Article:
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    Plant Trees

    How Planting Trees Can Reduce Your Carbon Footprint

    by Joe Coppolino August 10, 2019 3 min read

    How Planting Trees Can Reduce Your Carbon Footprint
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    Why Planting Trees Helps to Reduce Your Carbon Footprint

    There are many ways you can reduce the size of your carbon footprint: bike to work, adopt a sustainable diet, turn down your thermostat,  recycle. All of which are great. But there is one way to reduce your emissions and also make your property and community more beautiful, improve water quality, and provide numerous economic and social benefits...planting trees!

    Wondering how? Here are just a few ways in which trees can help to flatten carbon emissions:

    carbon emissions stats
    1. Trees Absorb Carbon

    Every living thing on Earth is made up of four basic elements: carbon, hydrogen, oxygen and nitrogen. Those four elements make up about 96% of your body, and most of a tree's roots, trunk, branches, and leaves.

    While we humans get most of our carbon from food, trees breathe it in (just like we breathe in oxygen). But when a tree breathes, it inhales carbon dioxide and exhales oxygen — the exact opposite of humans. And as a tree matures, it can consume 22lbs of carbon dioxide per year(among other greenhouse gases like ozone), and release enough oxygen for you to breathe for 2 years!

    Trees remove carbon dioxide from the atmosphere and release oxygen in its stead also helps limit global warming, providing for a cleaner, healthier climate.

    By planting trees, you can help clean the air and fight climate change!

    2. Trees Help to Save Energy

    Trees are important in helping to save energy by providing shade in urban environments, as they can lower temperatures in cities. According the to EPA, the shade from trees, in combination with the water vapor they release, can reduce peak temperatures by as much as 20–45°F (11–25°C) compared to unshaded areas.

    And when shade is cast onto an office building or home, internal temperatures can drop 8–10°F. Some estimates say the shade from a single tree can save the same amount of energy it takes to power 10 room-sized air conditioners for 20 hours a day!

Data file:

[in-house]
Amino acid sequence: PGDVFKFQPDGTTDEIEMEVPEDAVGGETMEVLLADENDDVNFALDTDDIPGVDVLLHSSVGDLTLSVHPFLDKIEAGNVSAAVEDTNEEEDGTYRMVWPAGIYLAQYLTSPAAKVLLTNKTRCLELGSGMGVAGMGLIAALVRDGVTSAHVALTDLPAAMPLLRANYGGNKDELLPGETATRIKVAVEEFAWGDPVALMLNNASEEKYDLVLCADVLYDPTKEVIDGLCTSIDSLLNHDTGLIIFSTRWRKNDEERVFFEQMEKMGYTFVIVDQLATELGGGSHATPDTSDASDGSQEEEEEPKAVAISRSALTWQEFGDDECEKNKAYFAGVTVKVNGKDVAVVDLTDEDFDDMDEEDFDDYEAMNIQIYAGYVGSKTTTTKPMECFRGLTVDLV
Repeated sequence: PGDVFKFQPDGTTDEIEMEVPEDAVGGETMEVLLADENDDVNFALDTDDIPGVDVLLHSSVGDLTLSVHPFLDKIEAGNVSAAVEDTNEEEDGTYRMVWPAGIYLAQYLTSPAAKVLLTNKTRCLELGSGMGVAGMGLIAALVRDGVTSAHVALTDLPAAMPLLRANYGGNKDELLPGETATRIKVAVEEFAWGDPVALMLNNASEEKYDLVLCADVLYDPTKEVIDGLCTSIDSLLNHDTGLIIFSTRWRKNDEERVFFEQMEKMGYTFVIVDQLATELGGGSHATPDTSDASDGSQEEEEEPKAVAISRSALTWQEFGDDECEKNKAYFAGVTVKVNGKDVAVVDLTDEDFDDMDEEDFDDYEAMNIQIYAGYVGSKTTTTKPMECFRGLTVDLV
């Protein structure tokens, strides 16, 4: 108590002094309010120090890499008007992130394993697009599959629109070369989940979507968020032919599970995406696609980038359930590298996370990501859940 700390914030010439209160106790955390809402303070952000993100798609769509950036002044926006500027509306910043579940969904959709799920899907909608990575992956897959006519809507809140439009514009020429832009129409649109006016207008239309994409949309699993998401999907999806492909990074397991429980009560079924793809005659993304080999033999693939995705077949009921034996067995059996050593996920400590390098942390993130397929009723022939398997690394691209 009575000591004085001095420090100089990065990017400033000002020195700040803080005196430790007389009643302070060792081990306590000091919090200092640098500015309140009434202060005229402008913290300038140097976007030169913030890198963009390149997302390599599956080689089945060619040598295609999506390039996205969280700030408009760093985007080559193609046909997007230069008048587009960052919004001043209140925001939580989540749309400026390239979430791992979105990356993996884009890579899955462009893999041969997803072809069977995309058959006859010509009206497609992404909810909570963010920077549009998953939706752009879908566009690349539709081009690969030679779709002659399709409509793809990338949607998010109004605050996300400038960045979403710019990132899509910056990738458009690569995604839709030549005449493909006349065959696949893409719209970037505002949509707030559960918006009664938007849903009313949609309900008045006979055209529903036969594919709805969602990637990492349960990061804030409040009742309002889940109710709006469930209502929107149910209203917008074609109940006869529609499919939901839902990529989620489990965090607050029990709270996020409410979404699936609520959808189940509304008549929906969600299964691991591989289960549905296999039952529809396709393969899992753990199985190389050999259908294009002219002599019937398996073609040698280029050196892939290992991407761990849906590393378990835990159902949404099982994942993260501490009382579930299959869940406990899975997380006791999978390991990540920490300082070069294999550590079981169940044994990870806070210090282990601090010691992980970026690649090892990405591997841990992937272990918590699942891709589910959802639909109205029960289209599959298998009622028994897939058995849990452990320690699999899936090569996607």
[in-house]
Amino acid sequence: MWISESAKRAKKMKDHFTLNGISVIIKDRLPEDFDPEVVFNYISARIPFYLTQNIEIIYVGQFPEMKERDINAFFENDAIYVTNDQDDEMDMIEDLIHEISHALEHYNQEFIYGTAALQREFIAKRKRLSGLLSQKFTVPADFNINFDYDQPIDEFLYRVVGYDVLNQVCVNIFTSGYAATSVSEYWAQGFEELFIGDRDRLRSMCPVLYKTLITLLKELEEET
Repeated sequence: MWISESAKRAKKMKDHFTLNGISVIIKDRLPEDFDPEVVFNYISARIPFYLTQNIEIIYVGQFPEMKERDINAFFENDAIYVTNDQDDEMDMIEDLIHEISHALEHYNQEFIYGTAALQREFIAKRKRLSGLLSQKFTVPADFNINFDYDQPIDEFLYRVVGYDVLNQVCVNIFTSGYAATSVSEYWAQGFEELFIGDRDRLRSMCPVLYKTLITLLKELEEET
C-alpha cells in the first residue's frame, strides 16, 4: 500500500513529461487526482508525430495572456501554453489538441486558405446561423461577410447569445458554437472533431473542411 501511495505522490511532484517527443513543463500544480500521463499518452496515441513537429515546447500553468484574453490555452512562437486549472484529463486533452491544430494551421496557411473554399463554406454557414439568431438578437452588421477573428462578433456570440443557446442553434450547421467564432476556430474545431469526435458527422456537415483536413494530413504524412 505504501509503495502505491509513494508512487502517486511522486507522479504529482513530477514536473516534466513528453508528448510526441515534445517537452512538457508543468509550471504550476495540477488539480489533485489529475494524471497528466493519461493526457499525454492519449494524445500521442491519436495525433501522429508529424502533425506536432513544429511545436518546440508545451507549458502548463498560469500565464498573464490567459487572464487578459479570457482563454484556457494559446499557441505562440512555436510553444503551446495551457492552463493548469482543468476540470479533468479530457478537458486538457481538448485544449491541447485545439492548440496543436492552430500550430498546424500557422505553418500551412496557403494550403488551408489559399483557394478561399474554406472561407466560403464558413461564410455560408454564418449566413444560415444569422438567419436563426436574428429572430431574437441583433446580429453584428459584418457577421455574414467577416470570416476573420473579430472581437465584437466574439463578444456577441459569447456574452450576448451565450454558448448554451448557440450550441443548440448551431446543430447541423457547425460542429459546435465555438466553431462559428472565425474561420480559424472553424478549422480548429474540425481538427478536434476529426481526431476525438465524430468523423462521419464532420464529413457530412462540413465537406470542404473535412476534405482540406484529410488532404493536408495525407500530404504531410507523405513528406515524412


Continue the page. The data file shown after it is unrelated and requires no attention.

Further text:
And a tree's energy saving abilities don't stop during the winter. Trees provide important windbreaks around buildings to reduce heat loss by as much as 50%, lowering heating costs and energy consumption — and saving you money!

    This reduction in energy goes a long way when it comes to shrinking your carbon footprint, because over 1/3 of U.S. carbon emissions are caused by the production of electricity.

    3. Benefits of Trees: Beyond Carbon Offsets

    Helping to reduce and offset carbon emissions is only one aspect of how trees help improve our lives. Some of the other benefits of trees are:

    • Trees can absorb and retain water. As rainwater falls, much of it gets picked up by trees, preventing it from overwhelming storm drains. On average, a mature tree in a city can absorb up to 1,000 gallons of rainfall every year that would otherwise need to be pumped and filtered. In New York City, urban trees help retain nearly 900 million gallons of rainwater annually, saving the city more than $35 million dollars in stormwater management costs.
    • Trees also provide social and economic, such as creating jobs and helping to raise people out of poverty and achieve sustainable development, which ultimately improves our environment.
    • Trees also provide health benefits, providing medicine and helping clean air.

    If you want to learn more about the benefits of trees, checkout our Six Pillars on why trees are important.

    Plant One Tree Today

    If you're looking to reduce your carbon footprint and give back to the planet, trees are one of the most effective and personally beneficial ways to do it. A nicer home, a better environment, and more money in your wallet.

    Those are some pretty good reasons to plant a tree.

    Know Your Carbon Emissions

    Want more facts about your carbon footprint?
    Download the poster below and discover where your carbon emissions are coming from!

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